Nexus is a word that resonates with many, if not all, Android enthusiasts. It’s a name that means much more than your standard smartphone branding.
Originally created as a vehicle for new versions of software on reference hardware to developers, Nexus has grown into something far more vast and meaningful. Each year, despite not always coming with the latest specifications or best physical designs, Nexus devices are always among the most hotly rumored and highly anticipated smartphones and tablets. The second-generation Nexus 10, for instance, has been rumored for months on end, never growing less interesting or losing its luster. The Nexus 8 has been wildly rumored for months, as well.
The Nexus 6 is also among the rumored Nexus devices this year. Or, well … it was.
Word on the street now is that the Nexus 6 has been canned. In fact, the rumor mill is suggesting the entire Nexus brand is taking the fall in favor of the also rumored Android Silver project, which we first heard about back in April.
In essence, the premise of Android Silver is surprisingly similar to an age-old Android rumor, except it’s developed and grown into more of an experience in the elapsed years.
To be more precise, the idea of this “multiple Nexus-like devices” rumor originated alongside Nexus Prime rumors back in June 2011. Jonathan Geller of BGR reported Google “could be working with multiple carriers and multiple OEMs on their own ‘exclusive’ Android 4.0 (Ice Cream Sandwich) halo devices, and that they may all launch around the same time.”
Of course, that rumor never panned and the so-called Nexus Prime emerged as the Galaxy Nexus. But the idea of multiple, official Google devices running a stock-like version of Android never died entirely. The rumors resurfaced the following year, then again last year when the rumor sort of came true in the form of Google Play edition smartphones and tablets.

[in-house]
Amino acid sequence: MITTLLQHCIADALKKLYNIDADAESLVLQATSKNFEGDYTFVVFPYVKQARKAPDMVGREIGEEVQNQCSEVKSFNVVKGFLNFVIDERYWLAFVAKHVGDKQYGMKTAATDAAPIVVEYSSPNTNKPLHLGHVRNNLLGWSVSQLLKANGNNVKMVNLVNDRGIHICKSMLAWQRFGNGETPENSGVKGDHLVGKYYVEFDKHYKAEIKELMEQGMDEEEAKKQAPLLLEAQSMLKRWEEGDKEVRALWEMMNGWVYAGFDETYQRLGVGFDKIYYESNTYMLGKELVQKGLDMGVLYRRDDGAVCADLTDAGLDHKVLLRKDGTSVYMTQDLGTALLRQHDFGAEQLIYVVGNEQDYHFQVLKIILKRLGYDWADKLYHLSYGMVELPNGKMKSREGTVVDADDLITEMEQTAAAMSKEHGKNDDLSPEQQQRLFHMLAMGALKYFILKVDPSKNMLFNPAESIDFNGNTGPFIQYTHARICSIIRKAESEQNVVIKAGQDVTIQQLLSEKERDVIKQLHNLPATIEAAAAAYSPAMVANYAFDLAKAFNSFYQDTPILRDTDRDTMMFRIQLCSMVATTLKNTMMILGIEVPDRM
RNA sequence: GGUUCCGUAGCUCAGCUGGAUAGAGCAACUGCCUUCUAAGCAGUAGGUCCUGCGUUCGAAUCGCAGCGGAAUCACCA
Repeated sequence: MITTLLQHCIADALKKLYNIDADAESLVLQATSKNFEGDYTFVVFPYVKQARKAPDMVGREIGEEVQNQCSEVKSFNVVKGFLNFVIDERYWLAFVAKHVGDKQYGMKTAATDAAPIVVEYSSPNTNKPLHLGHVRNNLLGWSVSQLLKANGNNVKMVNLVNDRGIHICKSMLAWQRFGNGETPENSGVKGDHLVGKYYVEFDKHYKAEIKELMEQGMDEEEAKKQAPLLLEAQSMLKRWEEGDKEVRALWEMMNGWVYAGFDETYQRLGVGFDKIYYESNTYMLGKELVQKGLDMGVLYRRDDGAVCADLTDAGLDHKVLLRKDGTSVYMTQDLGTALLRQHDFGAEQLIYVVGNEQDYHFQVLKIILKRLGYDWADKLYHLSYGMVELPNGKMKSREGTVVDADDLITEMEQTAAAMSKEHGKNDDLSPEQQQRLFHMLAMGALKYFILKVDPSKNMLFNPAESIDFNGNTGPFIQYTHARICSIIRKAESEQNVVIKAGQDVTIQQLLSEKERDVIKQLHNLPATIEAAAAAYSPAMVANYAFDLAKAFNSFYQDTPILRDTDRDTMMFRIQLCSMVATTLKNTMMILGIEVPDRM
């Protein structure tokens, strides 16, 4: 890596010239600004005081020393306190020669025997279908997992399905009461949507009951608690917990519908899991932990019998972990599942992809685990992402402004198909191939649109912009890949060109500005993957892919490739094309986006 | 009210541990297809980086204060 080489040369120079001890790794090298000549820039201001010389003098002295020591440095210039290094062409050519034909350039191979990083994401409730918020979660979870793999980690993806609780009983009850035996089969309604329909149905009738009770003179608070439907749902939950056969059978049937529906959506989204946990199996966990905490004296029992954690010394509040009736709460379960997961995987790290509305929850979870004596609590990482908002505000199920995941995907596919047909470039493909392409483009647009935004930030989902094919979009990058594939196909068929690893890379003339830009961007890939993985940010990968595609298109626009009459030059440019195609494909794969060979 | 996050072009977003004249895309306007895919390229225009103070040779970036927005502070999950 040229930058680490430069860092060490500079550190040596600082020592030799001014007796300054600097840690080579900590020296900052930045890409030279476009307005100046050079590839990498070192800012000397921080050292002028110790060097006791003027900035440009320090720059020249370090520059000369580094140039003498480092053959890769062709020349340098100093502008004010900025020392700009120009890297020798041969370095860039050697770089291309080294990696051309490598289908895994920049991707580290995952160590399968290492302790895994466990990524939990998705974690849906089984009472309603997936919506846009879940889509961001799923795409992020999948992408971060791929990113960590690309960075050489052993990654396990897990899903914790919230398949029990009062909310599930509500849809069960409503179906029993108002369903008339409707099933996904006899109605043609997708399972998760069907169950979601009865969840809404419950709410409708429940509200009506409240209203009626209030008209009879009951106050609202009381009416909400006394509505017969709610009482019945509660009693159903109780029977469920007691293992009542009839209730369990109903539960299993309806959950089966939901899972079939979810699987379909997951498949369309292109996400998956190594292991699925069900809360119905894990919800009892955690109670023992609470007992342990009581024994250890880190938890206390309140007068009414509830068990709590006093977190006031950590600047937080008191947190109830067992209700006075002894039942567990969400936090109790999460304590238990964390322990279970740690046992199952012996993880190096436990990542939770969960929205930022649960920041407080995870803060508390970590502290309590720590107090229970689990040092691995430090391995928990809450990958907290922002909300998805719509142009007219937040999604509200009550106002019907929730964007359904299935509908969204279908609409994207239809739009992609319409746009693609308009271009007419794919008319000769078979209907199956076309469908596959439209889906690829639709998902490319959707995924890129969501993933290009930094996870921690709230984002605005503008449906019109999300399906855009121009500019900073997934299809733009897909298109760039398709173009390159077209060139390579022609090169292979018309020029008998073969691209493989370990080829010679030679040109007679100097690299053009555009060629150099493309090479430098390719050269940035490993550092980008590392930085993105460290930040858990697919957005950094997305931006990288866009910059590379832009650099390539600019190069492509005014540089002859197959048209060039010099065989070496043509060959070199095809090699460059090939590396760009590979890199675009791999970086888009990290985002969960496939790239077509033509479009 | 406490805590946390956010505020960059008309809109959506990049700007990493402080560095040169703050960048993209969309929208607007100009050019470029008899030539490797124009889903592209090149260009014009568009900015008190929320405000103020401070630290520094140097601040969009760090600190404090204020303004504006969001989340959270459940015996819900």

Now Android Silver is on the horizon, and it’s threatening both Nexus and Google Play edition devices. Multiple Android manufacturers are said to be participating – LG and Motorola among the most likely, though we wouldn’t be surprised to also see Samsung and HTC take a crack at the new program – by offering near-stock Android handsets. Android Silver differs from Nexus and Google Play edition devices, however, by what our own Stephen Schenck calls a seemingly “white glove” service: enhanced support for data migration, one-on-one customer care, and loaner phones when yours turns up missing. At the very least, it sounds to be more of an all-encompassing experience than just some fancy hardware running pure Google software.
Since word of Android Silver surfaced and @evleaks ostensibly corroborated that there will be no Nexus 6, there has been a growing discussion about the new program and the purported death of Nexus.
I, for one, can’t get behind the rumors. I can’t force myself to believe Google will simply kill Nexus in light of a new program which, in essence, is only slightly different from the Google Play edition program. And for the record, Google Play edition is distinctly different from the Nexus program. Killing both and putting the remnants under one umbrella called “Android Silver” simply doesn’t make sense.
I can’t take said rumors without a heaping spoonful of salt.
Affordable reference hardware no more?
For one, our friend Marques Brownlee (MKBHD) made a brilliant point in a recent video. He says, “[Nexus] steers the direction of Android.” What he means is, Google crafts the user experience it wants out of its partner manufacturers with the reference hardware each year. For example, between the Nexus S and Galaxy Nexus, Google chose to remove the physical/capacitive navigation buttons. Though many devices still come with physical buttons, they’re becoming increasingly scarce in light of more flexible and future-proofed soft navigation buttons.